Friedrich I. (Saxe-Gotha-Altenburg)
Duke Friedrich I of Saxe-Gotha-Altenburg (* July 15, 1646 in Gotha , † August 2, 1691 in Friedrichswerth ) was a sovereign in Thuringia from the family of the Ernestine Wettins . He continued the Saxe-Gotha line founded by his father, which is commonly referred to as Saxe-Gotha-Altenburg to distinguish it from the older Gotha line .
Friedrich I was born the son of Duke Ernst the Pious of Saxe-Gotha and his wife Elisabeth Sophia of Saxe-Altenburg . He received his training from Hofmeister Joachim Bartholomäus Meyer, among others . When his father, who had ruled the Principality of Gotha as Duke of Saxony since 1640, also inherited the Principality of Saxony-Altenburg in 1672 , Friedrich I installed him there as regent. In 1674 his father, weakened by illness, gave him the business of government in all of his countries.
After the death of his father in 1675, Friedrich took over the successor in accordance with his father's will. However, he had to involve his six younger brothers in the government because his father did not want the country to be divided, but had not been able to decide to introduce the primogeniture because this de facto expropriation of the later sons contradicted his understanding of family behavior. Initially, all seven brothers held court at Friedenstein Castle , which only existed until 1676.
Thereafter, negotiations began to divide the paternal inheritance. This was finally carried out with the " main recipe " of February 24, 1680. Friedrich kept the offices of Gotha , Tenneberg , Wachsenburg, Ichtershausen , Georgenthal , Black Forest , Reinhardsbrunn , Volkenroda , Oberkranichfeld , Altenburg , Leuchtenburg and Orlamünde . The state formed from these offices was called Sachsen-Gotha-Altenburg. It consisted of three larger, non-contiguous areas around Gotha, Kahla and Altenburg as well as six smaller exclaves . The Friedenstein Palace, built by his father, continued to serve Friedrich as his residence. Friedrich used the Gotha division of the country in 1680 to relocate the Saalfeld district mint to Gotha.
Friedrich I tried to continue the works of his father. In order to prevent future division of the country, he introduced the primogeniture for his house in 1685 (confirmed by the emperor in 1688). From 1677 he built the Friedrichswerth pleasure palace in the village of Erffa, around 15 km from Gotha, which was renamed Friedrichswerth in his honor.
In 1683, Friedrich I founded the Gotha Palace Theater, which still exists today . He was also an avid journalist; His surviving diaries are among the most important princely personal testimonies of the epoch and prove a very extensive, also practical interest in alchemy . Frederick I took part in the relocation of Vienna when it was besieged by the Turks (1683) and in the Imperial War against France. However, he ruined the finances of his small country by building up a standing army that numbered 10,000 men when he died.
Friedrich I died in August 1691 while staying at his summer residence in Friedrichswerth and was buried next to his first wife Magdalena Sibylle, who had died ten years earlier , in the royal crypt of the castle church on the Friedenstein, which was built at his behest in 1679/80 . His eldest son Friedrich II succeeded him as Duke of Saxe-Gotha-Altenburg.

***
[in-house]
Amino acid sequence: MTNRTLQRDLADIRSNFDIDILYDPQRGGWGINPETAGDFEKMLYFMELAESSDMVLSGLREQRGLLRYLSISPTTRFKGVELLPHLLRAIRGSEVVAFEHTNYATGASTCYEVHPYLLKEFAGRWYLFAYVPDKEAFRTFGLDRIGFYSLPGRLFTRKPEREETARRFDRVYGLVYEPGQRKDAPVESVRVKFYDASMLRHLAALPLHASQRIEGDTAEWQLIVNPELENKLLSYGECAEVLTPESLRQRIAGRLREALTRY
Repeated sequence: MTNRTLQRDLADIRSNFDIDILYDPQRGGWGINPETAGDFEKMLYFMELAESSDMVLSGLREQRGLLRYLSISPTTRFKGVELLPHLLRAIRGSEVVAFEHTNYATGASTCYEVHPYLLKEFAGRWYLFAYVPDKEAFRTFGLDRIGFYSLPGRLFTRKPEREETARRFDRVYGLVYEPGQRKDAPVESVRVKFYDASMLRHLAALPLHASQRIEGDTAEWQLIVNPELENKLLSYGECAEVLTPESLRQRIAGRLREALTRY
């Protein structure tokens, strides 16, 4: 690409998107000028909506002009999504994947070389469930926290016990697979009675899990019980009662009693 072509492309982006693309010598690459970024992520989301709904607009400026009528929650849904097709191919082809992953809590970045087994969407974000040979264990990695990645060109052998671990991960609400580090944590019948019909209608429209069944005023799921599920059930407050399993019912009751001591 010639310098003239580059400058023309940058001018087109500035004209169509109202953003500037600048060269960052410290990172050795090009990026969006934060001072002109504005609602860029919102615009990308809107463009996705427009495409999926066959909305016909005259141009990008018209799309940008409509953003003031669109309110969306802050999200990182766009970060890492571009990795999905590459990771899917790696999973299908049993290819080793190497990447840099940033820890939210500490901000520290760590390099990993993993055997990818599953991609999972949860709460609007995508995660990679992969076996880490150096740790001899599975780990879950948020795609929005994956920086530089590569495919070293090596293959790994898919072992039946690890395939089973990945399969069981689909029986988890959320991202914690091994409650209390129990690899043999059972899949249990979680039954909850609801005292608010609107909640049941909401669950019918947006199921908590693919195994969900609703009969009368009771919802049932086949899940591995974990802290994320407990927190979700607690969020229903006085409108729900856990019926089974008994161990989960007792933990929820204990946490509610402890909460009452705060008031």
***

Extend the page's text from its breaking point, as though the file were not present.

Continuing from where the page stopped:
In the evaluation of historical studies, Friedrich I is at times portrayed as ostentatious, power-related and wasteful. This is often compared with his father Ernst I von Sachsen-Gotha-Altenburg (called Ernst the Pious). The historian August Beck openly assessed Friedrich as wasteful and not on a par with his father. Although Frederick I was more likely than the strict Ernst I. to build up a standing army and live out a lavish lifestyle typical of the time, he continued his father's reform course and continued to develop the legislation of the Duchy of Saxony-Gotha-Altenburg, but in the Basics based on the work of his father. He was able to do this because Ernst the Pious had initiated legislation that was already extremely progressive and foresighted for the time. So there was simply no need to break new ground.
- Anna Sophie (1670–1728), married in 1691 to Prince Ludwig Friedrich I of Schwarzburg-Rudolstadt
- Magdalena Sibylle (1671–1673)
- Dorothea Maria (1674–1713), married in 1704 to Duke Ernst Ludwig I of Saxony-Meiningen
- Friederike (1675–1709), married in 1702 to Prince Johann August von Anhalt-Zerbst
- Friedrich II. (1676–1732), Duke of Saxe-Gotha-Altenburg
- Johann Wilhelm (1677–1707)
- Elisabeth (1679–1680)
- Johanna (1680–1704), married in 1702 to Duke Adolf Friedrich II of Mecklenburg-Strelitz
See also: Ernestine Duchies
- August Beck : Friedrich I., Duke of Saxe-Gotha and Altenburg . In: Allgemeine Deutsche Biographie (ADB). Volume 8, Duncker & Humblot, Leipzig 1878, p. 2 f.
- The diaries 1667–1686 (publications of the Thuringian State Archives Gotha 4), edited by Roswitha Jacobsen. 3 volumes, Weimar 1998–2003.
- The alchemical legacy of Friedrich I of Saxony-Gotha-Altenburg (sources and research on alchemy 1), described by Oliver Humberg, Elberfeld 2005.
- Roswitha Jacobsen, Juliane Brandsch: Friedrich I. von Sachsen-Gotha and Altenburg The Diaries 1667–1677 - First Volume Diaries 1667–1677 . In: Friedrich I. von Sachsen-Gotha and Altenburg The diaries 1667–1677 . 1st edition. tape 1 . Herrmann Böhlaus successor, Weimar 1998, ISBN 978-3-7400-1031-7 , p. 11-40 .
Duke of Saxe-Gotha-Altenburg
|ALTERNATIVE NAMES||Friedrich I of Saxe-Gotha-Altenburg|
|BRIEF DESCRIPTION||Duke of Saxe-Gotha and Altenburg (1675–1691)|
|DATE OF BIRTH||July 15, 1646|
|PLACE OF BIRTH||Gotha|
|DATE OF DEATH||August 2, 1691|
|Place of death||Friedrichswerth|